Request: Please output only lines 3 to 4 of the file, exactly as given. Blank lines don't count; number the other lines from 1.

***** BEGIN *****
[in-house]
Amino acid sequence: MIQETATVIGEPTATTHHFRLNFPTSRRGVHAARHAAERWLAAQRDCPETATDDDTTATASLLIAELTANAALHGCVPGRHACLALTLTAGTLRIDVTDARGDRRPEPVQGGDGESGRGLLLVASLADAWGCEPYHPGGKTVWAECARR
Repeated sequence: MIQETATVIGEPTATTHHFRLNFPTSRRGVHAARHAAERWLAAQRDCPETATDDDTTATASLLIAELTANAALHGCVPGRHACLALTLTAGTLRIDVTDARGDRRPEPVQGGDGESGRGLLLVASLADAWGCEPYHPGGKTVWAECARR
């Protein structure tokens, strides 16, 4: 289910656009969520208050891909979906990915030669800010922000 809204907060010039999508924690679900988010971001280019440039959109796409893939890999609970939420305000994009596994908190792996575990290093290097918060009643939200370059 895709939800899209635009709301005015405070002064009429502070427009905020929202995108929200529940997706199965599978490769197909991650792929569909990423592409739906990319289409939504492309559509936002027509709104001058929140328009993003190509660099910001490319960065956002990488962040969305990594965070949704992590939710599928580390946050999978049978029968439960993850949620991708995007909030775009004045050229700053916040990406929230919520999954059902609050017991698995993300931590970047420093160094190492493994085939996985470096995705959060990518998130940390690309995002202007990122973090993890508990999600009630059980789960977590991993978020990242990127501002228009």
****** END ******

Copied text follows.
Repeated sequence: MIQETATVIGEPTATTHHFRLNFPTSRRGVHAARHAAERWLAAQRDCPETATDDDTTATASLLIAELTANAALHGCVPGRHACLALTLTAGTLRIDVTDARGDRRPEPVQGGDGESGRGLLLVASLADAWGCEPYHPGGKTVWAECARR
């Protein structure tokens, strides 16, 4: 289910656009969520208050891909979906990915030669800010922000 809204907060010039999508924690679900988010971001280019440039959109796409893939890999609970939420305000994009596994908190792996575990290093290097918060009643939200370059 895709939800899209635009709301005015405070002064009429502070427009905020929202995108929200529940997706199965599978490769197909991650792929569909990423592409739906990319289409939504492309559509936002027509709104001058929140328009993003190509660099910001490319960065956002990488962040969305990594965070949704992590939710599928580390946050999978049978029968439960993850949620991708995007909030775009004045050229700053916040990406929230919520999954059902609050017991698995993300931590970047420093160094190492493994085939996985470096995705959060990518998130940390690309995002202007990122973090993890508990999600009630059980789960977590991993978020990242990127501002228009």